6 Inflammation-fighting foods for Rheumatoid Arthritis
Rheumatoid arthritis (RA) is a chronic autoimmune disease affecting about 1.5 million Americans with three times as many women being affected than men. Women often get diagnosed between ages 30 and 60 while men tend to be older at the time of diagnosis. RA is when the body’s immune system attacks the joints of the hands, feet, wrists, elbows, knees and ankles causing inflammation resulting in swelling and pain. Overtime, it can damage cartilage causing joints to become unstable, loose, painful and deformed.
The high levels of inflammation associated with RA not only affect the joints but also can contribute to blood vessel damage leading to heart disease. A Mayo Clinic study found that people with RA have twice the risk of heart disease than the general population. In fact, people with RA have a 60% increased risk of a heart attack within one to four years after diagnosis. The combined risk of joint and cardiac problems related to RA makes it extremely important to follow an anti-inflammatory diet to reduce inflammation and the health issues associated with it.
How an anti-inflammatory diet can help with RA
Following an anti-inflammatory diet can be one of the best ways to treat RA along with the extra bonus of reducing cardiac complications. This way of eating is very similar to the Mediterranean-style diet, well-known for its health promoting properties. Foods commonly a part of the Mediterranean diet are rich in omega-3 fatty acids, antioxidants and phytochemicals, all which boost the body’s supply of powerful anti-inflammatory fighting capabilities.
Following a Mediterranean-style diet can also help with:
· Reducing inflammation to ease arthritis symptoms
· Lessening risk of heart disease
· Lowering blood pressure
· Weight control or reduction which helps curb joint pain
6 Foods to eat often
Rich in omega-3 fatty acids, fish is one of the best ways to fight inflammation and heart disease. Twice a week, consume 3 to 4 ounces of the following fish – Salmon, tuna, anchovies, herring, mackerel and trout. Don’t care for fish? Ask your physician about taking a fish oil supplement. Consuming fish helps reduce C-reactive protein (CRP) and interleukin-6 both of which are inflammatory proteins in the body.
2. Fruits and Vegetables
Colorful produce means more anti-inflammatory antioxidants. Choose dark greens such as spinach, kale and broccoli, reds such as cherries, raspberries, and strawberries, blues/purples such as blueberries and blackberries and orange/yellow such as oranges and grapefruit. These provide the antioxidant anthocyanin, vitamins C and K, all of which prevent inflammation maintaining more healthy joints. Fruits and vegetables are naturally low in fat and high in fiber, all good news for reducing LDL (bad) cholesterol and increasing HDL (good) cholesterol. Aim for 5 or more servings daily.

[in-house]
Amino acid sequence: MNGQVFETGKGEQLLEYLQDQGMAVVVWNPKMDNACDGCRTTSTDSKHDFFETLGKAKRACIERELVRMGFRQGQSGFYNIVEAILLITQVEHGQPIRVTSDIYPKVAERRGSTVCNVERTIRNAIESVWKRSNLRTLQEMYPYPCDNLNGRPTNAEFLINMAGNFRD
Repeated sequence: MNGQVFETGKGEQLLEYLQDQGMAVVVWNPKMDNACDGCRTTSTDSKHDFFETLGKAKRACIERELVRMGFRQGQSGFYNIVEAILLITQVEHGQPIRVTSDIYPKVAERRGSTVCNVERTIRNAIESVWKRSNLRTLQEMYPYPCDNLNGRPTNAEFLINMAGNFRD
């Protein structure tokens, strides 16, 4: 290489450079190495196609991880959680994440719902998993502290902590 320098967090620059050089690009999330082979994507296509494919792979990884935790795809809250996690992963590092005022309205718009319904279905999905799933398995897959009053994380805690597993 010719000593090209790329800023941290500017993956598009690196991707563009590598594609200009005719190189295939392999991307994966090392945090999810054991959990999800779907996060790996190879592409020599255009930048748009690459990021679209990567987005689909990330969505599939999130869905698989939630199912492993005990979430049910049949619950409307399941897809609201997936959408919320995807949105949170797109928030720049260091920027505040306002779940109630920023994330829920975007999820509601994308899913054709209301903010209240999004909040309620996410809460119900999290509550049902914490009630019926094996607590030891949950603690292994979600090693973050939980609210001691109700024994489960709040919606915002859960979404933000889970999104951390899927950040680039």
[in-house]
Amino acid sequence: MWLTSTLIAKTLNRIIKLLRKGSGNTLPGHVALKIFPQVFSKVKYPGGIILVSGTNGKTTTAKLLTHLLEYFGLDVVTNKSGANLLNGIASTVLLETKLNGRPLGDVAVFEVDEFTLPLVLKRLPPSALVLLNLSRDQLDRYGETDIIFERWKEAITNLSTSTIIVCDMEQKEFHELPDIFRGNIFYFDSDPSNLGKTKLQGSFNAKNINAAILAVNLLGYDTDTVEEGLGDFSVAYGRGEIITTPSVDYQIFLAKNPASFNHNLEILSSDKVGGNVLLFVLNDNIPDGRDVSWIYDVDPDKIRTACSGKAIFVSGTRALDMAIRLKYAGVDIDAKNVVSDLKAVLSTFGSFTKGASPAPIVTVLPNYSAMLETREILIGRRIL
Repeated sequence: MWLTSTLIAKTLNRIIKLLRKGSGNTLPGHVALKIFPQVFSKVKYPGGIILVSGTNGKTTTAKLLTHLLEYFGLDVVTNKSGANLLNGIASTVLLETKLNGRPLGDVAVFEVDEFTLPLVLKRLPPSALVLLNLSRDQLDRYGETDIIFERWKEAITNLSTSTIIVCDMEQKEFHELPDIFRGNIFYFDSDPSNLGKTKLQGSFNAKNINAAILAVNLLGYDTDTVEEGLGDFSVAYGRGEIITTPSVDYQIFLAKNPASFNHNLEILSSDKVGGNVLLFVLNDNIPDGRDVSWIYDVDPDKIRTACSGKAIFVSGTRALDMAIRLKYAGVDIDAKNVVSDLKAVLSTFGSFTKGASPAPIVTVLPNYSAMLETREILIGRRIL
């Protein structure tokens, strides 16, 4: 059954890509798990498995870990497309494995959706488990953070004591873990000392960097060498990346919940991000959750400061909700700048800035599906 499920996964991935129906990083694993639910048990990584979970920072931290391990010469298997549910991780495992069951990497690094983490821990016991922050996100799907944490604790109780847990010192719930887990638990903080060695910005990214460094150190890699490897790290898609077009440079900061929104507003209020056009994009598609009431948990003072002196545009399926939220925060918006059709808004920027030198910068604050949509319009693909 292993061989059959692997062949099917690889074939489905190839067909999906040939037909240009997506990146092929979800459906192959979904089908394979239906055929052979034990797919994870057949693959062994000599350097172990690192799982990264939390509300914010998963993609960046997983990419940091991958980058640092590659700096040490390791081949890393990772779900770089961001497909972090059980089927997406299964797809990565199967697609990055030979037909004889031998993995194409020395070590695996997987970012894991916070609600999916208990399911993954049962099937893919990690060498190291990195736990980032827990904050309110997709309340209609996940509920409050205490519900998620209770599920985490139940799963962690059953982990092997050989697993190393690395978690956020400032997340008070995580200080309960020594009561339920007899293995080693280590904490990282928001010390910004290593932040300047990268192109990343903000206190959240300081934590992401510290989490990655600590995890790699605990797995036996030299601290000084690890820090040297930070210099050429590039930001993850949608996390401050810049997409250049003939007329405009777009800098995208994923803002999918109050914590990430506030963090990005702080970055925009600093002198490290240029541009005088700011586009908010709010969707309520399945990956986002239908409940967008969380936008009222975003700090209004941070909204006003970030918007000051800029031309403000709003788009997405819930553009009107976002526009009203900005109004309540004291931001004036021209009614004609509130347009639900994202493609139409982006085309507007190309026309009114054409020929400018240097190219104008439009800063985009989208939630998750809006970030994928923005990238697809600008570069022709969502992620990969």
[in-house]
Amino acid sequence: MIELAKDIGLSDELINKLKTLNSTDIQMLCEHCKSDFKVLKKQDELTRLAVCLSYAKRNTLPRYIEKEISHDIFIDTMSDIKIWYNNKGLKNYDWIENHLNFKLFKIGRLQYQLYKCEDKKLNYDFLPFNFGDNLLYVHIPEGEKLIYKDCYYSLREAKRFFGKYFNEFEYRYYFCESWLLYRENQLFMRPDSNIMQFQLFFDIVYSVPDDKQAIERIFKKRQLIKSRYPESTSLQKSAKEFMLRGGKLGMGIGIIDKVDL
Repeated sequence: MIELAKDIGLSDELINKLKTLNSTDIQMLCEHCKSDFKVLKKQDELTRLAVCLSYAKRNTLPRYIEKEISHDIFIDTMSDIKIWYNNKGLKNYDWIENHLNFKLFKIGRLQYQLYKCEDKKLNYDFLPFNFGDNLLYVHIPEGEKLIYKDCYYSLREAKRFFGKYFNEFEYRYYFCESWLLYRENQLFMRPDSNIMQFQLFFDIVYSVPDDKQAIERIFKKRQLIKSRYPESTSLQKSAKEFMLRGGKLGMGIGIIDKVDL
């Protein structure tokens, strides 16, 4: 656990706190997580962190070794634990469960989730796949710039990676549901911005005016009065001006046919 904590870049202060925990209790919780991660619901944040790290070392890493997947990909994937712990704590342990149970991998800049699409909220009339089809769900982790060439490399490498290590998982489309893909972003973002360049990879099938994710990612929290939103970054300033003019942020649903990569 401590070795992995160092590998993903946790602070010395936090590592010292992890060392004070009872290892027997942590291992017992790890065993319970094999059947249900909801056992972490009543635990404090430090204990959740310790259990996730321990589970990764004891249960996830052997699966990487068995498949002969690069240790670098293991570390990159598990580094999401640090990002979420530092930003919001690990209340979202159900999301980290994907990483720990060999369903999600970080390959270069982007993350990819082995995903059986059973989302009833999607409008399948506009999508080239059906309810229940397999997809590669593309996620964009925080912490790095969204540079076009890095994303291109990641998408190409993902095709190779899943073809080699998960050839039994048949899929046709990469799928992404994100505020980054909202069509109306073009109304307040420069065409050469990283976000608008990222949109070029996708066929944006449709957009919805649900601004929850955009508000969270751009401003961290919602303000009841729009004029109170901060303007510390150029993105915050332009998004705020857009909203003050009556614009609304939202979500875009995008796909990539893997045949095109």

3. Olive Oil
This heart-healthy monounsaturated fat is a must for all kitchens. It contains the compound oleocanthal which inhibits activity of COX enzymes helping to slow the inflammatory process and sensitivity to pain. Its monounsaturated fatty acid content can help lower cholesterol and may normalize blood clotting. Olive oil can be used numerous ways such as for sautéing vegetables, mixed into salad dressings and sauces, drizzled over cooked pasta or vegetables or used in place of butter for dipping bread. Two to three tablespoons daily is recommended.
Also known as legumes, this inexpensive source of protein, fiber, zinc and iron should be a mainstay in every home. All beans can be part of a healthy diet which include red, pinto, black, garbanzo, kidney and lentils. Beans are particularly rich in soluble fiber helping to reduce the bad LDL cholesterol and contain no cholesterol, saturated or trans fats, so very heart-healthy. Beans also contain phytonutrients that function as anti-inflammatory compounds helping to lower CRP, an inflammatory protein. Serve up 2 or more cups a week.
5. Nuts and Seeds
Nuts and seeds can be valuable gems in fighting inflammation and heart disease. A 2011 study found people who consumed nuts had a 51% lower risk of inflammatory diseases such as RA. Both nuts and seeds contain monounsaturated fat and loaded with vitamin B6, both which help reduce inflammation and good for your heart. Due to their high fat and calorie content, a handful each day is all you need to get the health benefits nuts and seeds have to offer. Best sources for fighting inflammation include walnuts, pistachios, almonds, cashews, pine nuts, sunflower and pumpkin seeds.
6. Green Tea
Live like the British do and have that afternoon cup of tea – or more frequently throughout the day. A study funded by the National Institutes of Health found that green tea had curtailed the inflammatory substance cytokine IL-17 while increasing the anti-inflammatory substance cytokine IL-10 leading to reducing the severity of arthritis. In addition antioxidants in green tea can block the production of molecules causing joint damage associated with RA. Green tea drinkers may also decrease their risk of heart disease – a study of Japanese adults found that drinking five or more cups of green tea a day lowered death from heart attack or stroke by 26% than those who drank less than one cup a day.
Living with rheumatoid arthritis can be difficult enough due to pain and inflammation. By eating a healthy, Mediterranean-style, well-balanced diet can be one way to possibly help reduce RA symptoms and heart disease.
Like with any chronic disease, always consult with your physician on diet and medications.